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Day 9: Bus to Tartu

For the second morning in a row here in Tallinn, Estonia, I woke up with a low blood sugar. This time, however, I didn't want to know what it was so I didn't check; I just drank juice. A total violation of the 70-130 credo: always check. Sorry.We woke up late to catch our bus to Tartu; the alarm on Masayo's phone was set for the wrong day. We still had plenty of time to get there, just not enough to enjoy breakfast somewhere. (We bought tickets yesterday on the Estonian bus ticket website, a simple and painless process. Well done website.)It was -3ºC outside and we were bundled up tight, carrying our various bags through the streets that led to the big bus station (Tallinna Bussijaama). At the station they have little touchscreens where you can input your ticket numbers and get printouts to show the driver. Very nice process again — well done, Estonia!We got coffee and some water bottles at the station — again, as on the ferry from Mariehamn to Tallinn, our coffee cups were only half-filled with coffee. Still cost full price though. We also got some pastries to eat on the bus.On the bus to TartuWe put our big bags underneath in the storage compartment on the big highway bus and got on and sat in our assigned seats. I checked my BG for the first time today — 155. It was 10:30 am. Pretty good!I shot up the Humalog and ate my pastry, which was very crumbly and messy. I did my best. Masayo then ate her fruit pastry, which she said was very good and seemed fresh.The ride to Tartu was our first look at Estonia, and the Baltics, outside of the capital city of Tallinn. It was mostly flat, with fields and trees passing lazily by. The sun was in my face the whole time, but despite that — and despite the fact that the bus had free wifi — I preferred to look out the window and watch Estonia go by.In Tartu, I didn't see a map at the station but I thought I vaguely remembered the way to the hotel I'd booked online. So we set out walking in what I hoped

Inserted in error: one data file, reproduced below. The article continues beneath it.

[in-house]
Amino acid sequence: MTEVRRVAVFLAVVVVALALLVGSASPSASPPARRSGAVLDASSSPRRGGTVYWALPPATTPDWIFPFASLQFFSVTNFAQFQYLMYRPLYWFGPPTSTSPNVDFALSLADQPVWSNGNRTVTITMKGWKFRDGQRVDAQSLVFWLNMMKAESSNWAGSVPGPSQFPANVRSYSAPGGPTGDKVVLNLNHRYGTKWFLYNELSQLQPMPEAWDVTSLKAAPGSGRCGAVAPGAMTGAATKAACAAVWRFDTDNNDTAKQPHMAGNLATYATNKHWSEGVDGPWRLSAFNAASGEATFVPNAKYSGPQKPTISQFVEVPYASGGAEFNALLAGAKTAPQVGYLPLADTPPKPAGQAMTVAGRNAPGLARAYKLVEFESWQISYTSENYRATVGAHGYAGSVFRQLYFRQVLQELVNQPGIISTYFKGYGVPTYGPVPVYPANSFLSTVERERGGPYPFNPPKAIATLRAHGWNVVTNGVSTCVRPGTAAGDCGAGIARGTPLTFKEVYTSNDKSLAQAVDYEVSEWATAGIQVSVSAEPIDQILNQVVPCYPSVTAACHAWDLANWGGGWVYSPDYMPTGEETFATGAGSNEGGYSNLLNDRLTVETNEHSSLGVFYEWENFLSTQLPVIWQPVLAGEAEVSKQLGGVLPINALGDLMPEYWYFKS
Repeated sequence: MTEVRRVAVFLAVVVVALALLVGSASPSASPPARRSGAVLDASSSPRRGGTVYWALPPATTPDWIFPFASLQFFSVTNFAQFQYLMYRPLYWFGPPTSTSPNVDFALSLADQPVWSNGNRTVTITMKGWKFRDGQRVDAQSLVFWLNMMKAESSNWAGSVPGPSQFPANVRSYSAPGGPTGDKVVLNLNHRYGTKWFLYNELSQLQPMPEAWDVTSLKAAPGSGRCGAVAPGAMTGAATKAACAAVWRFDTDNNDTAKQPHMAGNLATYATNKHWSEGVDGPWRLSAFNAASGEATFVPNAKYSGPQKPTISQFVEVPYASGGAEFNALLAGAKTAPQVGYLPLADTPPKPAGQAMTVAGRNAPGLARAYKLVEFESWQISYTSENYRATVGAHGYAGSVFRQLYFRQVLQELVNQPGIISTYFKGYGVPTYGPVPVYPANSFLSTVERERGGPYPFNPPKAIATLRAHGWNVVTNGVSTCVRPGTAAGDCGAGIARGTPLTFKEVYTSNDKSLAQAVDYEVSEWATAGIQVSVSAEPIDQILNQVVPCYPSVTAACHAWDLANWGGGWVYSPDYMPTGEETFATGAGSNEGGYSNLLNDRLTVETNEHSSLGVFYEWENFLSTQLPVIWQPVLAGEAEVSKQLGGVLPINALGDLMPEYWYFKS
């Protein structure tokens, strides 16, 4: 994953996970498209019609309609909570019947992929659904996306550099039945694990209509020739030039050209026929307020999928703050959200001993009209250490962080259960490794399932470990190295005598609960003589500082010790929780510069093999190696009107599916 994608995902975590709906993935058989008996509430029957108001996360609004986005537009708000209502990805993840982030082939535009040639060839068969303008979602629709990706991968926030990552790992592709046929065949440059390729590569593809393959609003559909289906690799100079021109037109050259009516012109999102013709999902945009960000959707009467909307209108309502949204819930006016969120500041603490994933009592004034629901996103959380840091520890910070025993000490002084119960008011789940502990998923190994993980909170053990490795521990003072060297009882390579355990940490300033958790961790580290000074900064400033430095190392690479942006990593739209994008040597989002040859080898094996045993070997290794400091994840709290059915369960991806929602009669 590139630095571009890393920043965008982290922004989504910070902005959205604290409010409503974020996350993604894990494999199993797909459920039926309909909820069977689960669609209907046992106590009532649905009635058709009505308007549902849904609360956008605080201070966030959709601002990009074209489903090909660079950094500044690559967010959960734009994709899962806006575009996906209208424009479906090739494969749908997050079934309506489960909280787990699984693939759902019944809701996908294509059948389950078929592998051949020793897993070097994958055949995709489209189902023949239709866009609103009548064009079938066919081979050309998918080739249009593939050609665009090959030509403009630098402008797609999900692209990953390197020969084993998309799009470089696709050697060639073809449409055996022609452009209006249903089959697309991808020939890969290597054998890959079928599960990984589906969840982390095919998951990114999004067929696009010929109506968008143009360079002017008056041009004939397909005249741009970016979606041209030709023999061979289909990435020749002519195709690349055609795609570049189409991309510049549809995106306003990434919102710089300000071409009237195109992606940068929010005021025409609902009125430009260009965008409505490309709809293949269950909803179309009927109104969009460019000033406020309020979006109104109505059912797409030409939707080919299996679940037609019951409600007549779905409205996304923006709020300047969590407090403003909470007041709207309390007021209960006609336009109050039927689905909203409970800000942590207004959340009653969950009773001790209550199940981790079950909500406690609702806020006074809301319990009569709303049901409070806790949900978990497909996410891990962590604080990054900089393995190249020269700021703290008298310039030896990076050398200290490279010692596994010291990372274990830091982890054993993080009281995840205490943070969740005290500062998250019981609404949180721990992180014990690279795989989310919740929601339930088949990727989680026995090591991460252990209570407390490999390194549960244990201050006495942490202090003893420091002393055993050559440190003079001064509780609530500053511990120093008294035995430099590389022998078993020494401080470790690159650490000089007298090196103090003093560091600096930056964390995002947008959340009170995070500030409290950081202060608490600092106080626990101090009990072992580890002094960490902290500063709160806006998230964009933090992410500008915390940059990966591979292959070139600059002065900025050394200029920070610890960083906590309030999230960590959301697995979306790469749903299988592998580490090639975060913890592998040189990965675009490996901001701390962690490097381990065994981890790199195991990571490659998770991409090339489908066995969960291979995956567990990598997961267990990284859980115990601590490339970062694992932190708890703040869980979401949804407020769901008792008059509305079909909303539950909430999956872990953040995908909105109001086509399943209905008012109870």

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Day 17: All Saint's Day in Vilnius